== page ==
Modern-day consumers are sophisticated sorts and they are no longer willing to have their world views confined to narrow, visual definitions of femininity or masculinity. Consumers don’t just want to see a young model. They want to see broader representations across the media.

Getty Image trends support this view. In 2016, people buying stock shots from Getty Images are looking for what the stock photo agency terms “outsider in” and “extended human” pics. Pictures of mature female models are selling strongly in the UK, for example, and in China the best-selling image is a female engineer working on a robot.

Brands, businesses, bloggers, the media – realise shots of women need to be more than highly sexualised or showing them in ancillary roles.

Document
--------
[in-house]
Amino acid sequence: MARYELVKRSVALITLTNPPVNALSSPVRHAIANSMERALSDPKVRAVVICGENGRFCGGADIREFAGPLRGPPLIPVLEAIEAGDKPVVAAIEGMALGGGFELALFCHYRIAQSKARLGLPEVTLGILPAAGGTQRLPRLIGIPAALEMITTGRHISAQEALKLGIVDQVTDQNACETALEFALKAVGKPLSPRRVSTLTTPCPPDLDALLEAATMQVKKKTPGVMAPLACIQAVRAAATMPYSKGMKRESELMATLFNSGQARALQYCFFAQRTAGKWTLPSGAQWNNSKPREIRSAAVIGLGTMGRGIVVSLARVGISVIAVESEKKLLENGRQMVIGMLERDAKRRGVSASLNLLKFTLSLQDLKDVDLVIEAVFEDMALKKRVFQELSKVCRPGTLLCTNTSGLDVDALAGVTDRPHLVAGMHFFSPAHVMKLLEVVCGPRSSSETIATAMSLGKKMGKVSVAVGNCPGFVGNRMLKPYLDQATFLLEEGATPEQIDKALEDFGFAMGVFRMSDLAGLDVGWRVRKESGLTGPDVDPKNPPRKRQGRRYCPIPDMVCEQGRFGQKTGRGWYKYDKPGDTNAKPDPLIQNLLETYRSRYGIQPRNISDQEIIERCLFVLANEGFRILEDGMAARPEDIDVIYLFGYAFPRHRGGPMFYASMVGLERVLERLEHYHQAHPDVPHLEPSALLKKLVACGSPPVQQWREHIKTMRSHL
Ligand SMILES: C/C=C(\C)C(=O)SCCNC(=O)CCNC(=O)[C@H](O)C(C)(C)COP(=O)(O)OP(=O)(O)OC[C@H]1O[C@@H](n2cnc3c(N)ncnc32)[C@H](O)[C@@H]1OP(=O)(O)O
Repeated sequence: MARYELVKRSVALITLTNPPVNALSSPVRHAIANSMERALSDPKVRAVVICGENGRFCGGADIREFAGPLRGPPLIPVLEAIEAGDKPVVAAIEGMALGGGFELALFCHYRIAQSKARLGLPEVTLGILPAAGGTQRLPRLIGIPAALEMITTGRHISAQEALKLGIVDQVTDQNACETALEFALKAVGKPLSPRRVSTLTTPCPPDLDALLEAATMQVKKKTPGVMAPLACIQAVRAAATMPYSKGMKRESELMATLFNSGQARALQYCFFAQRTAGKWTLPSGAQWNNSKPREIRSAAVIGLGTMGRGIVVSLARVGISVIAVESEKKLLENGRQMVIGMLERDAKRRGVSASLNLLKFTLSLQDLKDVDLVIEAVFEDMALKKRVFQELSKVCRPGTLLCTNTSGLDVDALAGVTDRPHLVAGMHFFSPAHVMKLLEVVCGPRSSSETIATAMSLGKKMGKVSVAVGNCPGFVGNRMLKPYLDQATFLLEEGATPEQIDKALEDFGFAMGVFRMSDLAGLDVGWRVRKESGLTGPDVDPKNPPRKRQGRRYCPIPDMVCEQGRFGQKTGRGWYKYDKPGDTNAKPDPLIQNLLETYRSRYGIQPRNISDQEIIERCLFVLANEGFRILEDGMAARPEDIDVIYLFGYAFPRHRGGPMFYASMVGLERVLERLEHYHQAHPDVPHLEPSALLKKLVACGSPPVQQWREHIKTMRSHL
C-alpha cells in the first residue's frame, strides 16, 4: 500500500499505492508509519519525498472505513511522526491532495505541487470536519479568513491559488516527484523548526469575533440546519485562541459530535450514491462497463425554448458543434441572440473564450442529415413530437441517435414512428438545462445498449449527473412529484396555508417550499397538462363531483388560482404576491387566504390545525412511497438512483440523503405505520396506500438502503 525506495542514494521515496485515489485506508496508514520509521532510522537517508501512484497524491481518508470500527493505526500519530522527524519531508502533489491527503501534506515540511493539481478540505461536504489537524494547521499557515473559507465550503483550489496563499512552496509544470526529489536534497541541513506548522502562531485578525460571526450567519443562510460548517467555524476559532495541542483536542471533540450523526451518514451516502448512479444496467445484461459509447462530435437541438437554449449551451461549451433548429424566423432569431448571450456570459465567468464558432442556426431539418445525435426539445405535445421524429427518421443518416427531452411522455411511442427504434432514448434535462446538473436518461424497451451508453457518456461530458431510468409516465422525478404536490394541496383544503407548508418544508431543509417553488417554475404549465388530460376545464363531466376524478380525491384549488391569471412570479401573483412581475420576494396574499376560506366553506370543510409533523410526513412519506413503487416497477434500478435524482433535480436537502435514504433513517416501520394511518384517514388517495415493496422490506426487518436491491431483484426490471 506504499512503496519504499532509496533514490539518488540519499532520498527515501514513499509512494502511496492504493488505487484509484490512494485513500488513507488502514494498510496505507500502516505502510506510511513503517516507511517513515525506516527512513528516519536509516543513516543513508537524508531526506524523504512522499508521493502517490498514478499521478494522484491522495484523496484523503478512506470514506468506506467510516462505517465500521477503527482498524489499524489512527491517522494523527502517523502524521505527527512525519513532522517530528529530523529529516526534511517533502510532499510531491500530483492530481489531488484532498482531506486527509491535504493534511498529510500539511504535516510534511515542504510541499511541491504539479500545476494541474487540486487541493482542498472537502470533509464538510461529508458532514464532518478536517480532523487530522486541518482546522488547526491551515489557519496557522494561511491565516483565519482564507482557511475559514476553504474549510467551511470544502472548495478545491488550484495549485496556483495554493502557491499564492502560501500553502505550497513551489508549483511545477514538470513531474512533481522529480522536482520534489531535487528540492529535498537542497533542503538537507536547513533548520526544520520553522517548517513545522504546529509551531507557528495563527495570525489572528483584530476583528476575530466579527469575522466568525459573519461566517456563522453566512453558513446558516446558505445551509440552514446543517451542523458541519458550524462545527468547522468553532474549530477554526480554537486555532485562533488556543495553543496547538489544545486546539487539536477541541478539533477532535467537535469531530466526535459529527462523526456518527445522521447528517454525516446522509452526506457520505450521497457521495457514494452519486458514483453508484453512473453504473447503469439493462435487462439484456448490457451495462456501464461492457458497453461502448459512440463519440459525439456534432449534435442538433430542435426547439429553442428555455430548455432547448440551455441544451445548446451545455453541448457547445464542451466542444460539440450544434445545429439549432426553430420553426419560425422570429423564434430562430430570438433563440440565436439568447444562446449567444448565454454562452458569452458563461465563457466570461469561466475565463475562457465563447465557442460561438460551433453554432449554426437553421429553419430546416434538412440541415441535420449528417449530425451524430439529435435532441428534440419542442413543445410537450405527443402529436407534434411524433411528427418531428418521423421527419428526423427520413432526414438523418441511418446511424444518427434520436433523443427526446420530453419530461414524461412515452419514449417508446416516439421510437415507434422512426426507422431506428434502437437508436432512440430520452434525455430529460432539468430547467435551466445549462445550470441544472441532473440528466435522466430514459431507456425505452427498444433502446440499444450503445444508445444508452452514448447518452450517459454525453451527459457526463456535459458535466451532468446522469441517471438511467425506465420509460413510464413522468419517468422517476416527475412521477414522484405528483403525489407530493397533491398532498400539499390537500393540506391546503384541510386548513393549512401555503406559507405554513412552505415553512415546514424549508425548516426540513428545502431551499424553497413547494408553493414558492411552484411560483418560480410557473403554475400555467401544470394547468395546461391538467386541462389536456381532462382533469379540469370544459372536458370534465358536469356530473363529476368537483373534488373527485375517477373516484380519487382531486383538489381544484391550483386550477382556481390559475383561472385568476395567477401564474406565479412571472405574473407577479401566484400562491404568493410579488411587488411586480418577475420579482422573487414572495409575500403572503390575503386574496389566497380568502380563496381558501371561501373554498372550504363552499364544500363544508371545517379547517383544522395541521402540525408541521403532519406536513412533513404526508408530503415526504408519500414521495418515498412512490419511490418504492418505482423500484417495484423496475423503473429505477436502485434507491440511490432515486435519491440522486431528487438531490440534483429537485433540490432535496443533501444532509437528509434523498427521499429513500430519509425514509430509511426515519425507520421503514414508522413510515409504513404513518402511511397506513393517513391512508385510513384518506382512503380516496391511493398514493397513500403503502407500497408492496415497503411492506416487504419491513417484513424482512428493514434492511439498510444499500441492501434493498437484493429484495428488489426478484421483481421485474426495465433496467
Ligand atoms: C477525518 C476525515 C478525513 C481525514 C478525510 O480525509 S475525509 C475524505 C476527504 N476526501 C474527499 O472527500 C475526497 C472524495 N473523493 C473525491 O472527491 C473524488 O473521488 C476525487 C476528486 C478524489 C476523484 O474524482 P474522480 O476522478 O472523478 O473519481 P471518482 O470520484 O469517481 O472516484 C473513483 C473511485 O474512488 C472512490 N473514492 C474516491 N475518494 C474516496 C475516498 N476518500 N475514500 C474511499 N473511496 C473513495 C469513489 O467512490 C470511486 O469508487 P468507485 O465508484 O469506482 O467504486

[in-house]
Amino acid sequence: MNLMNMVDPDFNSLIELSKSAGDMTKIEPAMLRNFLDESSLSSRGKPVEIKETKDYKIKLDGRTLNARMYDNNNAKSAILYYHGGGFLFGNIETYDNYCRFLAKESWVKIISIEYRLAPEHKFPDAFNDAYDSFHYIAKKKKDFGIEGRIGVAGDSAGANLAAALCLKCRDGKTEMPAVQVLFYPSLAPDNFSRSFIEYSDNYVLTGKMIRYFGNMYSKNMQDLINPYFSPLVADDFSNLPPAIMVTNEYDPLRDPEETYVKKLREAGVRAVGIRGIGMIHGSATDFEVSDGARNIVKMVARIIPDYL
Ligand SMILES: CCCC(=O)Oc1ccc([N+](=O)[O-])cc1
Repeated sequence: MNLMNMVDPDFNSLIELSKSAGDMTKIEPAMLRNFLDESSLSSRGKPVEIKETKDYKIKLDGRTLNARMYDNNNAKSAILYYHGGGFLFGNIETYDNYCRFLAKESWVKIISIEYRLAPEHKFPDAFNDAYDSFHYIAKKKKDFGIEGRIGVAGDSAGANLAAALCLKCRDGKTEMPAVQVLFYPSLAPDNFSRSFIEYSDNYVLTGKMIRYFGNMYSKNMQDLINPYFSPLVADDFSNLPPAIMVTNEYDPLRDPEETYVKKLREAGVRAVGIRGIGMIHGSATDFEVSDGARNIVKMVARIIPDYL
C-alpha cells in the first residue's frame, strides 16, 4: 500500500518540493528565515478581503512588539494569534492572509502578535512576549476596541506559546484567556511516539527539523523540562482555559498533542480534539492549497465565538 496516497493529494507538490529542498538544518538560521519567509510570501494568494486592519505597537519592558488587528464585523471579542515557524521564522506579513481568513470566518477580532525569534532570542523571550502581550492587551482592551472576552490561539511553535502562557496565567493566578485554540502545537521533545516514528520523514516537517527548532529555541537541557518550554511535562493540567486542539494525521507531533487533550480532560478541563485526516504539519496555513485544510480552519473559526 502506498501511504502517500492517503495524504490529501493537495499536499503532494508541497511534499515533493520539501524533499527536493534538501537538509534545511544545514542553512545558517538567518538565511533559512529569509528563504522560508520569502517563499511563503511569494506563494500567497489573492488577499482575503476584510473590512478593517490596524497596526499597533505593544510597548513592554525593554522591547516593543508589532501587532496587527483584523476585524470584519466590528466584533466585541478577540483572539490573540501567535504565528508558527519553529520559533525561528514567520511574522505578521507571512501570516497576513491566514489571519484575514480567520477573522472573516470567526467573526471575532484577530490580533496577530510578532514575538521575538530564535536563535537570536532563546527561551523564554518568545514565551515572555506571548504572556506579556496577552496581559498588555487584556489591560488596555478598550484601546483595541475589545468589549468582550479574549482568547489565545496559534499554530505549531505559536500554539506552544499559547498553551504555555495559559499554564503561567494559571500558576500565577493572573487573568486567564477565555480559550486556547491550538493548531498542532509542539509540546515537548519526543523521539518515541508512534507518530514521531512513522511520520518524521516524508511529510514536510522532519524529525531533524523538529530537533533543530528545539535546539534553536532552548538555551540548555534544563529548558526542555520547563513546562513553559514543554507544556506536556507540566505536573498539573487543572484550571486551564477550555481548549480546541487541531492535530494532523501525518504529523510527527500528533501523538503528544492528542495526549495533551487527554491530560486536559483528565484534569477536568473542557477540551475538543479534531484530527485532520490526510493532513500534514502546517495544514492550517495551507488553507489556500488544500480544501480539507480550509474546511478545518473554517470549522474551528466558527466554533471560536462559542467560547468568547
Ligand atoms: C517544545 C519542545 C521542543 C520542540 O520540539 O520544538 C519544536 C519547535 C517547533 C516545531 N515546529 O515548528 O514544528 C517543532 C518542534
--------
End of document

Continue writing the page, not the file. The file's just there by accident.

Sheryl Sandberg, chief operating officer of Facebook, encouraged female empowerment through her 2013 book Lean In. Her work has coincided with imagery trends. Getty Image’s Lean In collection focuses on diverse female imagery. As Sandberg puts it, “you can’t be what you can’t see”.

As a mature modelling agency, we welcome this shift. We don’t see it as a “trend”, but as a reflection of reality. Life expectancy has increased, and so has health span. People over 30 are buying more clothes and skin cream, travelling, taking up new hobbies and more. They don’t want to be patronised by advertising imagery that uses a young model.

Successful campaigns need to bear this in mind if they are to keep up.